The lingering feelings you have I have as well, almost 3 months out. I opted for surveillance, so I'm also a bit more paranoid. I have felt down, and low energy, but sexually I'm fine, mainly because of a wonderful and understanding partner/fiancee. So for the low energy I talked to my uro about a month after surgery about having my testosterone level checked, and he told me thatt it is common to feel down for many months after the diagnosis. In turn, this could cause T levels to drop, so he NEVER recommends checking levels or replacement during this time. He didn't want to use the word 'depression' because he said that these feelings are common in all of his patients and they will subside after a few clean follow-ups (provided they stay clean).

        I saw a fatal head-on collision last night while I was returning from my girlfriend's home. I can only think that the people involved had a nice day, and were not thinking about their mortality that particular day. It's a bit harder for us, but the bottom line is that you do have to get out and live your life.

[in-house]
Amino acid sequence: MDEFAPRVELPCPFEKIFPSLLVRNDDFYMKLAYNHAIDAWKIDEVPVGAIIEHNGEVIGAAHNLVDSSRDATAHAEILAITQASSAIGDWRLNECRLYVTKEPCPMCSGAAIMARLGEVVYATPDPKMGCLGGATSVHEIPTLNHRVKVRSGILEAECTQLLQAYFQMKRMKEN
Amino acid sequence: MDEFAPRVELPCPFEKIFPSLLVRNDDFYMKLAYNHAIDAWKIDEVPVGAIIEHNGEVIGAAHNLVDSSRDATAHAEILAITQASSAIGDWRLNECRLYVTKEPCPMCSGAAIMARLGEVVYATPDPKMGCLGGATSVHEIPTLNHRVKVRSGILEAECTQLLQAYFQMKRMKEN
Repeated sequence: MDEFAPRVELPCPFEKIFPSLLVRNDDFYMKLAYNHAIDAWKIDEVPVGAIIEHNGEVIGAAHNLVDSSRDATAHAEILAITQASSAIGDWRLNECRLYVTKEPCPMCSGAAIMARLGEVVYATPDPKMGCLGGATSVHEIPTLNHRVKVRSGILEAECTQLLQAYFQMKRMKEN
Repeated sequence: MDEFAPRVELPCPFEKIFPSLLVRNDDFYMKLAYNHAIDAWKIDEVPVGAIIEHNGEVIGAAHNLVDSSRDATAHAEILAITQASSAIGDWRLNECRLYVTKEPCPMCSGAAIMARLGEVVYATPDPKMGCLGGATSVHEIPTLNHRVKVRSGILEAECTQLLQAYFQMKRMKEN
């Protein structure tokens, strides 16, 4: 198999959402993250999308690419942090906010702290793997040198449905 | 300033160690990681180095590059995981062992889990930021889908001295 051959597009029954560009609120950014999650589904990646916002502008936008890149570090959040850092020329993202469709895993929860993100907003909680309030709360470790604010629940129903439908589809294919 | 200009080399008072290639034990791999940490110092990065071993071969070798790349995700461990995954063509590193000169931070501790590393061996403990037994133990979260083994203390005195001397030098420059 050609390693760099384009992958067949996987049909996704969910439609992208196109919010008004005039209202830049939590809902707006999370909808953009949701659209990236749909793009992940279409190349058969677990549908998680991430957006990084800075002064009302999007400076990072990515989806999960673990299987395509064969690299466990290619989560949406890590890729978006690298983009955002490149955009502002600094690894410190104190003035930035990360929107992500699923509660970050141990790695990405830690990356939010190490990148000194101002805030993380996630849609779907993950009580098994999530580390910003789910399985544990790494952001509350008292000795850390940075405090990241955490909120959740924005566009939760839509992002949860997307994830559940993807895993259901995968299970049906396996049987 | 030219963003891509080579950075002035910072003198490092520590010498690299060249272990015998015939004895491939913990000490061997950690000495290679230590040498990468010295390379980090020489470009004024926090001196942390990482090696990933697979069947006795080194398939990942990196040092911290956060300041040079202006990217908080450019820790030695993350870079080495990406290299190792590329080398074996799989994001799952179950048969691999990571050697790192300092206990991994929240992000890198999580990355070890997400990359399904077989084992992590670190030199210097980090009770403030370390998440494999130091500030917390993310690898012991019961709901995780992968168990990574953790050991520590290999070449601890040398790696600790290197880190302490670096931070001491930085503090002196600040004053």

I agree, you should definitely meet girls, and try to find someone compatible with you. It will be so much fun... and live your life. Give this time to heal, too, but definitely go out and do the things you enjoyed doing before the TC... no excuses!

        I ran today... I hadn't been running because I was convinced that my vertebrae were compromised with spread seminoma, or that I had a disc bulge. MRI showed neither and my GP threatened me with buspirone if I didn't start running again... so that's were I am right now

        Best of luck in 2007 and every year thereafter! May all your followups be clean!

        djm
        Detected mass 10-6-06, Radical left I/O 10-10-06, Stage I seminoma, 1.5 cm primary, No LV invasion, No Rete Testis Invasion... Currently on Surveillance.

        Comment


        • #5
          Scott,
          I think when you're delaing with the diagnosis, surgery and RT, you're mind is in a fighting mode and that changes when you go to the surveillance phase. I have been more proactive with my husband's TC than he has, strage as that may sound. After my husband finished RT was when I really felt down. The fight was over (hopefully) and now it's just wondering if there will be a recurrance or secondary malignancy somewhere in his future and waiting anxiously for the "all clears".